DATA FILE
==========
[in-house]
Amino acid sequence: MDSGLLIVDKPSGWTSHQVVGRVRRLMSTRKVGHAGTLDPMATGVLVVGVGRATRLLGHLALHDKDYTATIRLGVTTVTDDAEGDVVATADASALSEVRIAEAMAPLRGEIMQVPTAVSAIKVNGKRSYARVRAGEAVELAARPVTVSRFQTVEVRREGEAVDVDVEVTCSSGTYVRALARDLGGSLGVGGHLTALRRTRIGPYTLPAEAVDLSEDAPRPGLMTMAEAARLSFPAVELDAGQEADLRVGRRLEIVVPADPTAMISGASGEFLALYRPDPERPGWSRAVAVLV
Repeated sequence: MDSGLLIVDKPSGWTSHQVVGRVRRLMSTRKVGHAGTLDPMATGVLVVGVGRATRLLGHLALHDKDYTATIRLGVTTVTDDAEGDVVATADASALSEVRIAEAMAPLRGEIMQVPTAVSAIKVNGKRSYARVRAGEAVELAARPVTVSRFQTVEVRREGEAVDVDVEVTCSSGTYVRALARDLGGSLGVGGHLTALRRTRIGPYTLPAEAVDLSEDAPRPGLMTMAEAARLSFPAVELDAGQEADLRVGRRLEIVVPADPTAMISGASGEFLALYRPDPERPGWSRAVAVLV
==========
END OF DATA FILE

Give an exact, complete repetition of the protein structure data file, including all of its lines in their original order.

[in-house]
Amino acid sequence: MDSGLLIVDKPSGWTSHQVVGRVRRLMSTRKVGHAGTLDPMATGVLVVGVGRATRLLGHLALHDKDYTATIRLGVTTVTDDAEGDVVATADASALSEVRIAEAMAPLRGEIMQVPTAVSAIKVNGKRSYARVRAGEAVELAARPVTVSRFQTVEVRREGEAVDVDVEVTCSSGTYVRALARDLGGSLGVGGHLTALRRTRIGPYTLPAEAVDLSEDAPRPGLMTMAEAARLSFPAVELDAGQEADLRVGRRLEIVVPADPTAMISGASGEFLALYRPDPERPGWSRAVAVLV
Repeated sequence: MDSGLLIVDKPSGWTSHQVVGRVRRLMSTRKVGHAGTLDPMATGVLVVGVGRATRLLGHLALHDKDYTATIRLGVTTVTDDAEGDVVATADASALSEVRIAEAMAPLRGEIMQVPTAVSAIKVNGKRSYARVRAGEAVELAARPVTVSRFQTVEVRREGEAVDVDVEVTCSSGTYVRALARDLGGSLGVGGHLTALRRTRIGPYTLPAEAVDLSEDAPRPGLMTMAEAARLSFPAVELDAGQEADLRVGRRLEIVVPADPTAMISGASGEFLALYRPDPERPGWSRAVAVLV